China is threatening to hit back. And now America will have to face the consequences
US President Donald Trump’s administration is making a major miscalculation by going after China. It appears to be contemplating a wide range of economic and political sanctions—from imposing punitive tariffs and designating China as a “currency manipulator” to embracing Taiwan and casting aside some 40 years of diplomacy framed around the so-called One-China policy.
This strategy will backfire. It is based on the mistaken belief that a newly muscular United States has all the leverage in dealing with its presumed adversary, and that any Chinese response is hardly worth considering. Nothing could be further from the truth.
Yes, the US is one of China’s largest export markets—and thus a central pillar of its spectacular 35-year development trajectory. Closing off the US market would certainly crimp Chinese economic growth.
But the US has also become heavily dependent on China, which is now America’s third largest and fastest-growing export market. And, as the owner of over US $1.25 trillion in Treasuries and other dollar-based assets, China has played a vital role in funding America’s chronic budget deficits—in effect, lending much of its surplus saving to a US that has been woefully derelict in saving enough to support its own economy.
This two-way dependency—the economic equivalent of what psychologists call codependency—has deep roots. Back in the early 1980s, in the wake of the Cultural Revolution, which left its economy in shambles, China was desperate for a new source of economic growth. Coming out of a destructive bout of stagflation in the late 1970s and early 1980s, the US also needed a new economic recipe. The hard-pressed American consumer solved both problems, by becoming a powerful source of external support for Chinese growth and by benefiting from the lower prices of products made in China.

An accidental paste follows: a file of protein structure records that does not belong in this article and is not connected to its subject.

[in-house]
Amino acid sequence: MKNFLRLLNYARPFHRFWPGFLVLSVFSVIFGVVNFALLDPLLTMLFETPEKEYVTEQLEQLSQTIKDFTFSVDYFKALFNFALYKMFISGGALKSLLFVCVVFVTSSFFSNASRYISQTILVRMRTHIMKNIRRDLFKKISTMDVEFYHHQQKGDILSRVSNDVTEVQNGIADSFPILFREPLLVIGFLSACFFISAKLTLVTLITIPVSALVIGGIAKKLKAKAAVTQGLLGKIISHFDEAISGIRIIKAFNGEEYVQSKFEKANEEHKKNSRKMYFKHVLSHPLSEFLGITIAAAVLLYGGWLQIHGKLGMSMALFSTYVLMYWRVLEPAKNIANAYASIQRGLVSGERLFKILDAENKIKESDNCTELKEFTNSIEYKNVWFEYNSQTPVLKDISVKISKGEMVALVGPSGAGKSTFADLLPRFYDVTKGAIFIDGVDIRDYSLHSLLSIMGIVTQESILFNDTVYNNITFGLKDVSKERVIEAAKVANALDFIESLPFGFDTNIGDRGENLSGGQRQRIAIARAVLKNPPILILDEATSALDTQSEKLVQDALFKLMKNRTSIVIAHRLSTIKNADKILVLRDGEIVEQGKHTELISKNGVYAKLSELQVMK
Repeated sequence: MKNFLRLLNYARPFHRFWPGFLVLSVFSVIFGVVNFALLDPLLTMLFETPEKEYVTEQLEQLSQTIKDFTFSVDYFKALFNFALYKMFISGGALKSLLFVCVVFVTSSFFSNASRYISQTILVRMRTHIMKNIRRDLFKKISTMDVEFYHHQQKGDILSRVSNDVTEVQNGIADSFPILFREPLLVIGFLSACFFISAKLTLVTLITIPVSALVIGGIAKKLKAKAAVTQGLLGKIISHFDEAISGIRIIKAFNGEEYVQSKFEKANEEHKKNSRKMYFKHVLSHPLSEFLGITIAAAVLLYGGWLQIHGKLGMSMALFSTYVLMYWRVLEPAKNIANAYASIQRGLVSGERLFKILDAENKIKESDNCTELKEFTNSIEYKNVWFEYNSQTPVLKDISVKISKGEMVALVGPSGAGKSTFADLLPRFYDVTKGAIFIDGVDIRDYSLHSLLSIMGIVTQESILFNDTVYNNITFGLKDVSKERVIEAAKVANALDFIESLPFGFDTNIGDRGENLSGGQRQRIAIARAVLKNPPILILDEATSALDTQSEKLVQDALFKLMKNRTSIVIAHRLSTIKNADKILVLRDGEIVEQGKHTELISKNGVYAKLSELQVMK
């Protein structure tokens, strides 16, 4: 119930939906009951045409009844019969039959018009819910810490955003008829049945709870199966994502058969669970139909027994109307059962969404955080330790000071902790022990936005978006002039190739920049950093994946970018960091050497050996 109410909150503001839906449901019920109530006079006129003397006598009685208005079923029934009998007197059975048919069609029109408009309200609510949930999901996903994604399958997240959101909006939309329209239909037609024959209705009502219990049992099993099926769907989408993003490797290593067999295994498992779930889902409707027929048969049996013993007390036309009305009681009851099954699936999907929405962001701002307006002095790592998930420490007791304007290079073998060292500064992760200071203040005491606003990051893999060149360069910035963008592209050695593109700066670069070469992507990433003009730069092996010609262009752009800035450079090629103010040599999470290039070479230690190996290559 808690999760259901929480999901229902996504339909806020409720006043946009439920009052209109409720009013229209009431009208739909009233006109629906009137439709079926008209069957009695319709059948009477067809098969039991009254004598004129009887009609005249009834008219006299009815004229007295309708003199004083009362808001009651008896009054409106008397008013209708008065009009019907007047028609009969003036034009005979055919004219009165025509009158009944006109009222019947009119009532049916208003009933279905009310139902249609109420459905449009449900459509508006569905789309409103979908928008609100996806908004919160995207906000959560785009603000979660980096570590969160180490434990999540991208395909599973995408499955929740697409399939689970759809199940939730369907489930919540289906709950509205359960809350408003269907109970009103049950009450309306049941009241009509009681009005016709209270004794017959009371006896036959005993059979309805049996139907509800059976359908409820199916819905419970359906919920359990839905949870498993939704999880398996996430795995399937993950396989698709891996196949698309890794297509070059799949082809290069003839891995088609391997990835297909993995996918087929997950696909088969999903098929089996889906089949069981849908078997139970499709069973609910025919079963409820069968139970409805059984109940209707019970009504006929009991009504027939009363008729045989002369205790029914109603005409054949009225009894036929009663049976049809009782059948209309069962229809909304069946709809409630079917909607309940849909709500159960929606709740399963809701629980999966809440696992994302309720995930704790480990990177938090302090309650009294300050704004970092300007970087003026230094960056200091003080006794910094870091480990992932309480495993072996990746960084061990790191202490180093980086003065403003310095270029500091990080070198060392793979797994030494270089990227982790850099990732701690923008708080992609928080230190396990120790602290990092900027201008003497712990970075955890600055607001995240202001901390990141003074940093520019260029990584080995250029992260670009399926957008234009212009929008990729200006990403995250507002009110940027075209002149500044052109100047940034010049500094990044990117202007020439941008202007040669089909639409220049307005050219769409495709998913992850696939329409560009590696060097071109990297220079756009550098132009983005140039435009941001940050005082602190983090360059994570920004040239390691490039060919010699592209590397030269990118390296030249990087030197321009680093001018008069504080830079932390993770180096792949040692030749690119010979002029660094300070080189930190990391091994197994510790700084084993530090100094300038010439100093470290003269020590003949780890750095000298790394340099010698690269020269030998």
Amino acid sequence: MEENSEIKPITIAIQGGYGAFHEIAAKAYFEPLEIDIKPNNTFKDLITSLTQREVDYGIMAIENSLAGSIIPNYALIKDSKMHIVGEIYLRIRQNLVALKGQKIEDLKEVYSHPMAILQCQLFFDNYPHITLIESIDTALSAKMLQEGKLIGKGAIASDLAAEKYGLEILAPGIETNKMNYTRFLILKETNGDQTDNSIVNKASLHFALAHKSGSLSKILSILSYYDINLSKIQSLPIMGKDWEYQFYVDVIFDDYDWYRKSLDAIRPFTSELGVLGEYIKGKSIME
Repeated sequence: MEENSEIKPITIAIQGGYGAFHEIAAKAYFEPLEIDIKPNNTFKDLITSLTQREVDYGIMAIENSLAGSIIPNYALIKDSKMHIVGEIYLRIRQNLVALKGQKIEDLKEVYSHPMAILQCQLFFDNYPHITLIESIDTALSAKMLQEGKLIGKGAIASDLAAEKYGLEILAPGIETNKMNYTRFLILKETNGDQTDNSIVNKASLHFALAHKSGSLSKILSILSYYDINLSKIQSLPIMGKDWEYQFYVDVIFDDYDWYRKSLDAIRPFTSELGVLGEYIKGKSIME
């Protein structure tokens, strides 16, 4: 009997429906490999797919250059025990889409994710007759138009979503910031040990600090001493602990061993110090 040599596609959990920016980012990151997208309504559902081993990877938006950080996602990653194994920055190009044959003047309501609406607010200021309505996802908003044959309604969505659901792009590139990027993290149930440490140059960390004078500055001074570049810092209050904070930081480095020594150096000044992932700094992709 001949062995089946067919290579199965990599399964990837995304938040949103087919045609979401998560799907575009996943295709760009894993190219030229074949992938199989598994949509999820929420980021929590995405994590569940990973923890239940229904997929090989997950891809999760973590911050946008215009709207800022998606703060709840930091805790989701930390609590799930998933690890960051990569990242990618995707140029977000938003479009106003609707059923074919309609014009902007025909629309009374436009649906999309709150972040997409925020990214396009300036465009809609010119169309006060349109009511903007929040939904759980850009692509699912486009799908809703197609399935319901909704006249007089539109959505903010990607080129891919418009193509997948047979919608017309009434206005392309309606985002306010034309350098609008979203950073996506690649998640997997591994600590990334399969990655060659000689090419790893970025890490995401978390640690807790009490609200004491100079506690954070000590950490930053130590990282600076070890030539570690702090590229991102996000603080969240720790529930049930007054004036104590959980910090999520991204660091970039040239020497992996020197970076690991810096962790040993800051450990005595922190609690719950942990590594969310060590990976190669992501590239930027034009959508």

The two countries thus entered into an awkward marriage of convenience that served each other’s needs. China built an increasingly powerful economy as the Ultimate Producer while the US embraced the ethos of Ultimate Consumer.
As mirror images of each other, interactions between the two economies became increasingly comfortable and ultimately addictive—so much so that these codependent partners were keen to enable each other’s economic identities. The US opened the door to China’s accession to the World Trade Organization in 2001—a milestone in China’s ascendancy as the Ultimate Producer. And China’s voracious appetite for Treasuries in the early 2000s helped keep US interest rates low, sustaining the froth in asset markets that allowed the Ultimate Consumer to live well beyond its means—until the music stopped in 2008.
As in the case of humans, economic codependency is ultimately a very destructive relationship. Blinded by the gratification phase of codependency, both the US and China lost their way. Each became so caught up in its role of serving the other that both effectively repressed their economic sense of self. Therein lies the ultimate twist of codependency: one partner invariably looks inward and turns on the other, in order to recapture that missing piece of its identity.